My thoughts on this Hugo Nominated book –
“Our universe is ruled by physics and faster than light travel is not possible — until the discovery of The Flow, an extra-dimensional field we can access at certain points in space-time that transport us to other worlds, around other stars.
Humanity flows away from Earth, into space, and in time forgets our home world and creates a new empire, the Interdependency, whose ethos requires that no one human outpost can survive without the others. It’s a hedge against interstellar war — and a system of control for the rulers of the empire.
The Flow is eternal — but it is not static. Just as a river changes course, The Flow changes as well, cutting off worlds from the rest of humanity.”
I usually never paste Synopsis of a book but in order to explain what this book is about, I had to paste it this time. As the synopsis suggests, this new space opera is about “Flow” and it’s collapse or changes.
I went into this book with low expectations since many people were let down by this book. I still had a feeling that I will like it, since I generally love Scalzi’s writing style, the humor, wit and hard sci-fi elements in his books. His books are extremely entertaining and fun to read. And I wasn’t disappointed at all. This is how space opera should be written. The expanse series has been overhyped for no reason and I hate that boring series. This series by John Scalzi needs to be called “Game of Thrones in space” and not Expanse. If you did not like The Expanse, do give this series a shot.
The world building was mind blowing. It reminded me of Foundation series sometimes. The way different worlds are interconnected by flows and how there is a hub which is where the emperor lives. Also how humanity has used flow and built civilizations using these flow streams to far flung planets. I liked how habitability of a planet was not the deciding factor and instead, flow streams decided where the humans will settle in the galaxy. Also different guilds and nobles controlling various planets along with a Duke reminded me SO much of medieval fantasy.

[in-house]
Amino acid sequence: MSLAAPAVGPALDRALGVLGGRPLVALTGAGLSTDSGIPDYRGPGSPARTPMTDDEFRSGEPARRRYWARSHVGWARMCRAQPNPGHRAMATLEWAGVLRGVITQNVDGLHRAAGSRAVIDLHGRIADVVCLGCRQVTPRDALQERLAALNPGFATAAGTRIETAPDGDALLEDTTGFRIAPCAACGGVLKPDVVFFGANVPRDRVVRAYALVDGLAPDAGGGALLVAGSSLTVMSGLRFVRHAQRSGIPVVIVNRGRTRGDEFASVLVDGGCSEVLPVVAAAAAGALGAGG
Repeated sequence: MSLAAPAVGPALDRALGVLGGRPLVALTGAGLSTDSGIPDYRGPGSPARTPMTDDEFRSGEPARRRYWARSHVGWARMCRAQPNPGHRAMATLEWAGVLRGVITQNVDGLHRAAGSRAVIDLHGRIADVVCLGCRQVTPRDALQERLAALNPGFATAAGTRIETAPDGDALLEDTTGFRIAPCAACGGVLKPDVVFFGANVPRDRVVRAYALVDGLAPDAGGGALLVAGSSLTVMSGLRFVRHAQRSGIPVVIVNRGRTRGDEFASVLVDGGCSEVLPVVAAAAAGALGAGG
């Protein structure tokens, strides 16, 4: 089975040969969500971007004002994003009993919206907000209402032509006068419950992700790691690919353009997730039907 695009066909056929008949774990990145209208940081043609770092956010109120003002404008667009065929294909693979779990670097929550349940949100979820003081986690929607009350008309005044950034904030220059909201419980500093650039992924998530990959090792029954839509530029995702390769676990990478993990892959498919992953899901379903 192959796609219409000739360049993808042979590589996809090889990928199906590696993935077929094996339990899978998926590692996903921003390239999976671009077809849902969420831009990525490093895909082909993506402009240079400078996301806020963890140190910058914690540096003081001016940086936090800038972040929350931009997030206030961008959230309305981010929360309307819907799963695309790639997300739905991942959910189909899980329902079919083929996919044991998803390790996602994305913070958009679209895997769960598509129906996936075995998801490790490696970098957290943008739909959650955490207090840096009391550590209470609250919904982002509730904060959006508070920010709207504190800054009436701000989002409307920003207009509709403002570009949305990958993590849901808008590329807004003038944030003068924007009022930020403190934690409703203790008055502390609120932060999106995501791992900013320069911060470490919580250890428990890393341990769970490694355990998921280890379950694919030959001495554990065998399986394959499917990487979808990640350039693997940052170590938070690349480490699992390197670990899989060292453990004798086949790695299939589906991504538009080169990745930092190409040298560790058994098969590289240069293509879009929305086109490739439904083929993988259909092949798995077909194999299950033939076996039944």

Then the characters. All of them were interesting and had shades of grey. Everyone was more concerned about their and their guild’s well being and they were ready to cheat anyone and everyone. Natashe sounds like a kickass character and I want to see more of her political games in the next book. The book initially has 3 POVs – one of Cardenia, the new empress who doesn’t want to be an empress, one of Kiva who swears a lot and the other from Marce Clairmonte who seems innocent but intelligent and then all these 3 POVs merge together since they all get thrown into the political war. And on top of that, flow streams start collapsing. The two female main characters and one female antagonist were all great characters. I also loved Huma, Kiva’s mom. I hardly see male authors portraying women this well in novels. Mr. Andy Weir, take some lessons from Scalzi on how to write women characters and still make them sound “women” and not horny boy/teenager.
The plot did take some time to develop and it was slow moving. The first half of the book felt more like 4 stars but the second half was a solid 5 star read. Slow pacing was necessary since the world and the characters had to be introduced to us readers. I am sure the next book will be more fast paced since the last part of this book was action packed too. I loved the shocking twist at the end and I am waiting for the next book eagerly.
If you are looking for a solid space opera which has political intrigue and characters who are all f**ked up, you will not be disappointed. There is a lot of diversity in characters too. The other thing that I liked was that it was not gritty or too dark. It reminded me of my favorites like Star Wars which did have politics and some dark elements, but still were entertaining and not too dark. Like I mentioned, I read in order to escape and not to get depressed so Scalzi’s books work well for me. Do listen to the audiobook version as it makes the experience even better. I love the fact that Wil Wheaton is the narrator for Scalzi’s books.
Highly recommend it. 5 f**king stars (I heard F**k way too many times in this book). 🙂 My vote for Hugo awards will go to this book, unless some other book on the list impresses me. Someone please make this a TV series.